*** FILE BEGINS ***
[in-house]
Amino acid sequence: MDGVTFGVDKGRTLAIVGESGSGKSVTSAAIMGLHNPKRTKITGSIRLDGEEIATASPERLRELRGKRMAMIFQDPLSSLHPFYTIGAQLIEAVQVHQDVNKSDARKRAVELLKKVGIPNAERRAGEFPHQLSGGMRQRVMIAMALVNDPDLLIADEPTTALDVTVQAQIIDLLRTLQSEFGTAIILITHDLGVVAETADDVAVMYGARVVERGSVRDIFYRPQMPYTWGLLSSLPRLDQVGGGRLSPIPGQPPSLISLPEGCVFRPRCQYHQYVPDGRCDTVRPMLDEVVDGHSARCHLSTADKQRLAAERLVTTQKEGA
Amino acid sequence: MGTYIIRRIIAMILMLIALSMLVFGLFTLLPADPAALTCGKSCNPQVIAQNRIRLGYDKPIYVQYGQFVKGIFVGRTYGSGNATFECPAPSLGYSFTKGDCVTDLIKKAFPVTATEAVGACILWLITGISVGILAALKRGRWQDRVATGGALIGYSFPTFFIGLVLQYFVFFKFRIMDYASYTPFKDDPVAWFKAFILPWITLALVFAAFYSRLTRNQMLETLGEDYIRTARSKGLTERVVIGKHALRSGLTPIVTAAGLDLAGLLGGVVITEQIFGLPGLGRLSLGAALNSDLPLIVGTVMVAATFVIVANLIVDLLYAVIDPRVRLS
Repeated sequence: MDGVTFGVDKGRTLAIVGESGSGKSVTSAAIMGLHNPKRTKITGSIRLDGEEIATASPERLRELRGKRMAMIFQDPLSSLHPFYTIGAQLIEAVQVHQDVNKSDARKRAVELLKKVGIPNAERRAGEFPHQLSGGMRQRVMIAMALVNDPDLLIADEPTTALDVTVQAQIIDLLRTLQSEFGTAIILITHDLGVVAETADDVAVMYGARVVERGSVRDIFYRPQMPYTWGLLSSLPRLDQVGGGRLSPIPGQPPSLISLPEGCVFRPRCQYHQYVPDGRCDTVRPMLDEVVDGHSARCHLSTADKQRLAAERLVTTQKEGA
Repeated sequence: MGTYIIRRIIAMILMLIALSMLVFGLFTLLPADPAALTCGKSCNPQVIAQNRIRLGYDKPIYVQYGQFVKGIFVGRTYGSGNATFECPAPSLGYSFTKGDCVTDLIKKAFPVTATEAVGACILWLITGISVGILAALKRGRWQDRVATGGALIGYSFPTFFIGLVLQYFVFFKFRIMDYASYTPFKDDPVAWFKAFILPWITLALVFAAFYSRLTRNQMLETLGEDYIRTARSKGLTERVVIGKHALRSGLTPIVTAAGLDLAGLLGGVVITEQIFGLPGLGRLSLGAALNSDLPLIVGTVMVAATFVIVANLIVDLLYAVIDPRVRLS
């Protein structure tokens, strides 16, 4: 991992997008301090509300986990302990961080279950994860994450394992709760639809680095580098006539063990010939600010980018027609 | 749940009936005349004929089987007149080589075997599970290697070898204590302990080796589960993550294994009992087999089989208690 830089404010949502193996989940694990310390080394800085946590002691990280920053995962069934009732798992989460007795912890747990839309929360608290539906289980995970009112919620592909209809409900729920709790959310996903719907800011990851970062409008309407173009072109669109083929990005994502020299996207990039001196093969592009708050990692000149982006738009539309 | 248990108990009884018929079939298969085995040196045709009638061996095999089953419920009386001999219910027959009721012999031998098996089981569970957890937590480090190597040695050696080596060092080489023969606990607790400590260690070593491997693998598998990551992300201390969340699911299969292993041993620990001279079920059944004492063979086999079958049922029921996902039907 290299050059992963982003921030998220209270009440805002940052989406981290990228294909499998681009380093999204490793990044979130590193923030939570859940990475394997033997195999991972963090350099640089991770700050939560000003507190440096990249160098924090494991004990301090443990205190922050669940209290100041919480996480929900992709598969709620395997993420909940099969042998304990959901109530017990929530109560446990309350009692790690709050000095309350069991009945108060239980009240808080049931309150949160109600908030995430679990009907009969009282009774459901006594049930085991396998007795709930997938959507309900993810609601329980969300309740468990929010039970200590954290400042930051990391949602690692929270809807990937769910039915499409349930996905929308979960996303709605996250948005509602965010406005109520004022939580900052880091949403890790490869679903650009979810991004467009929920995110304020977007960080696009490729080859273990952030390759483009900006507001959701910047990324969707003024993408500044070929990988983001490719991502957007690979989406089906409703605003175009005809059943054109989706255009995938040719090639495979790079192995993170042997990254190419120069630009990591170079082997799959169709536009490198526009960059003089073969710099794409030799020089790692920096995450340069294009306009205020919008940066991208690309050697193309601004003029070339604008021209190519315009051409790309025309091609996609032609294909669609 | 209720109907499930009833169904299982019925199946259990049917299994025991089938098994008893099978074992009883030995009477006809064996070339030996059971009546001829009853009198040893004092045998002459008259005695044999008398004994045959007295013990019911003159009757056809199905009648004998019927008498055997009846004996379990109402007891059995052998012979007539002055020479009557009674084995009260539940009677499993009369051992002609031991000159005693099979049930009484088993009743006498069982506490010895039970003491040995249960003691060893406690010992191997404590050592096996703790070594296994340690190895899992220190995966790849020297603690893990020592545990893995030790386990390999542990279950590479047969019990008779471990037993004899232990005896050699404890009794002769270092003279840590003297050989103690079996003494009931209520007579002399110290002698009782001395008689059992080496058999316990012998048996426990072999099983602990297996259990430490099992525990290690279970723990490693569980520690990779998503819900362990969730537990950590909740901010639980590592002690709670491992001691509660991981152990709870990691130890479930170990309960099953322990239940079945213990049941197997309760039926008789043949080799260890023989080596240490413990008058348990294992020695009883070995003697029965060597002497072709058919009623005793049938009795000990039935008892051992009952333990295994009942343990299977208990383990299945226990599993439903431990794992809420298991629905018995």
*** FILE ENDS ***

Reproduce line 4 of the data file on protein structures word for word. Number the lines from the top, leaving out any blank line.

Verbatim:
Repeated sequence: MDGVTFGVDKGRTLAIVGESGSGKSVTSAAIMGLHNPKRTKITGSIRLDGEEIATASPERLRELRGKRMAMIFQDPLSSLHPFYTIGAQLIEAVQVHQDVNKSDARKRAVELLKKVGIPNAERRAGEFPHQLSGGMRQRVMIAMALVNDPDLLIADEPTTALDVTVQAQIIDLLRTLQSEFGTAIILITHDLGVVAETADDVAVMYGARVVERGSVRDIFYRPQMPYTWGLLSSLPRLDQVGGGRLSPIPGQPPSLISLPEGCVFRPRCQYHQYVPDGRCDTVRPMLDEVVDGHSARCHLSTADKQRLAAERLVTTQKEGA